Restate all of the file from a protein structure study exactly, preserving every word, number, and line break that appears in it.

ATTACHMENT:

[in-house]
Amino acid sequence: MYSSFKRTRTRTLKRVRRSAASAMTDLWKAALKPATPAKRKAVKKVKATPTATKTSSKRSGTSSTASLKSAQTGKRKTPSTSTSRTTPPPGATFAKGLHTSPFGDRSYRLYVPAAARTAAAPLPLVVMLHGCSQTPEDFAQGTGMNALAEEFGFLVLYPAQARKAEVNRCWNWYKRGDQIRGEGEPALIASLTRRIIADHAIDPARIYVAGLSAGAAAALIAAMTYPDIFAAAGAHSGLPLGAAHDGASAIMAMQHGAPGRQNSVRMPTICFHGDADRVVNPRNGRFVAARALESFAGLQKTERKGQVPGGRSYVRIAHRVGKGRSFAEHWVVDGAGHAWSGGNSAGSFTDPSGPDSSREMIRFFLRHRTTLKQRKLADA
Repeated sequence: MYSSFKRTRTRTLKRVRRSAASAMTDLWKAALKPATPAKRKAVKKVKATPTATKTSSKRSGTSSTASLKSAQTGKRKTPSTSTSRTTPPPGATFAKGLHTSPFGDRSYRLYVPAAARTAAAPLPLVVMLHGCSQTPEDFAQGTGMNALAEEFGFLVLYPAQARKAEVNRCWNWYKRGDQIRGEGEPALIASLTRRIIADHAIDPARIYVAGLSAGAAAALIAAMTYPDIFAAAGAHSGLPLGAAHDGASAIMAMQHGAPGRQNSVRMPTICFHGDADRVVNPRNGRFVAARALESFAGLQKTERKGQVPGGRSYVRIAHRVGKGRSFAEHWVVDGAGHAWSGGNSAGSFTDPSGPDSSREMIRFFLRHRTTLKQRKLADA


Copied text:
[in-house]
Amino acid sequence: MYSSFKRTRTRTLKRVRRSAASAMTDLWKAALKPATPAKRKAVKKVKATPTATKTSSKRSGTSSTASLKSAQTGKRKTPSTSTSRTTPPPGATFAKGLHTSPFGDRSYRLYVPAAARTAAAPLPLVVMLHGCSQTPEDFAQGTGMNALAEEFGFLVLYPAQARKAEVNRCWNWYKRGDQIRGEGEPALIASLTRRIIADHAIDPARIYVAGLSAGAAAALIAAMTYPDIFAAAGAHSGLPLGAAHDGASAIMAMQHGAPGRQNSVRMPTICFHGDADRVVNPRNGRFVAARALESFAGLQKTERKGQVPGGRSYVRIAHRVGKGRSFAEHWVVDGAGHAWSGGNSAGSFTDPSGPDSSREMIRFFLRHRTTLKQRKLADA
Repeated sequence: MYSSFKRTRTRTLKRVRRSAASAMTDLWKAALKPATPAKRKAVKKVKATPTATKTSSKRSGTSSTASLKSAQTGKRKTPSTSTSRTTPPPGATFAKGLHTSPFGDRSYRLYVPAAARTAAAPLPLVVMLHGCSQTPEDFAQGTGMNALAEEFGFLVLYPAQARKAEVNRCWNWYKRGDQIRGEGEPALIASLTRRIIADHAIDPARIYVAGLSAGAAAALIAAMTYPDIFAAAGAHSGLPLGAAHDGASAIMAMQHGAPGRQNSVRMPTICFHGDADRVVNPRNGRFVAARALESFAGLQKTERKGQVPGGRSYVRIAHRVGKGRSFAEHWVVDGAGHAWSGGNSAGSFTDPSGPDSSREMIRFFLRHRTTLKQRKLADA